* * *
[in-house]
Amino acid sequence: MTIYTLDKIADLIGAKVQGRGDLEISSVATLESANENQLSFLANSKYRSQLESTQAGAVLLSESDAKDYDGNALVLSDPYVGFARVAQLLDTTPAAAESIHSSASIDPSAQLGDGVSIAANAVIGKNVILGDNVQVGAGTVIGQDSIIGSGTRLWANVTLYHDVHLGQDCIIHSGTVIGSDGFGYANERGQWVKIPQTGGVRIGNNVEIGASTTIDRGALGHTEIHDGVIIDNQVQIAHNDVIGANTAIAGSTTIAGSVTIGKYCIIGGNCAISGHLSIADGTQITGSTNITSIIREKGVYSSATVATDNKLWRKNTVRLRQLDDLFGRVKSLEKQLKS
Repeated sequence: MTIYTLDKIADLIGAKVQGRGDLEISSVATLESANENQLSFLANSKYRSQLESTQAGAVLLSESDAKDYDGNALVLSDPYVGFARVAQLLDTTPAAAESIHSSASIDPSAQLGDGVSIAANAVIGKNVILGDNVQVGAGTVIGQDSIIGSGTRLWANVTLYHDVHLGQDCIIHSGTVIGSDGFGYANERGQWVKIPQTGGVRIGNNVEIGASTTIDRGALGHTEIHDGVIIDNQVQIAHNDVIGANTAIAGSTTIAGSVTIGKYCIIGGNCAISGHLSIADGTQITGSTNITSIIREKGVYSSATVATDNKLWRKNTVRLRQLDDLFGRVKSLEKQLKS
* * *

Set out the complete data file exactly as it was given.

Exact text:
[in-house]
Amino acid sequence: MTIYTLDKIADLIGAKVQGRGDLEISSVATLESANENQLSFLANSKYRSQLESTQAGAVLLSESDAKDYDGNALVLSDPYVGFARVAQLLDTTPAAAESIHSSASIDPSAQLGDGVSIAANAVIGKNVILGDNVQVGAGTVIGQDSIIGSGTRLWANVTLYHDVHLGQDCIIHSGTVIGSDGFGYANERGQWVKIPQTGGVRIGNNVEIGASTTIDRGALGHTEIHDGVIIDNQVQIAHNDVIGANTAIAGSTTIAGSVTIGKYCIIGGNCAISGHLSIADGTQITGSTNITSIIREKGVYSSATVATDNKLWRKNTVRLRQLDDLFGRVKSLEKQLKS
Repeated sequence: MTIYTLDKIADLIGAKVQGRGDLEISSVATLESANENQLSFLANSKYRSQLESTQAGAVLLSESDAKDYDGNALVLSDPYVGFARVAQLLDTTPAAAESIHSSASIDPSAQLGDGVSIAANAVIGKNVILGDNVQVGAGTVIGQDSIIGSGTRLWANVTLYHDVHLGQDCIIHSGTVIGSDGFGYANERGQWVKIPQTGGVRIGNNVEIGASTTIDRGALGHTEIHDGVIIDNQVQIAHNDVIGANTAIAGSTTIAGSVTIGKYCIIGGNCAISGHLSIADGTQITGSTNITSIIREKGVYSSATVATDNKLWRKNTVRLRQLDDLFGRVKSLEKQLKS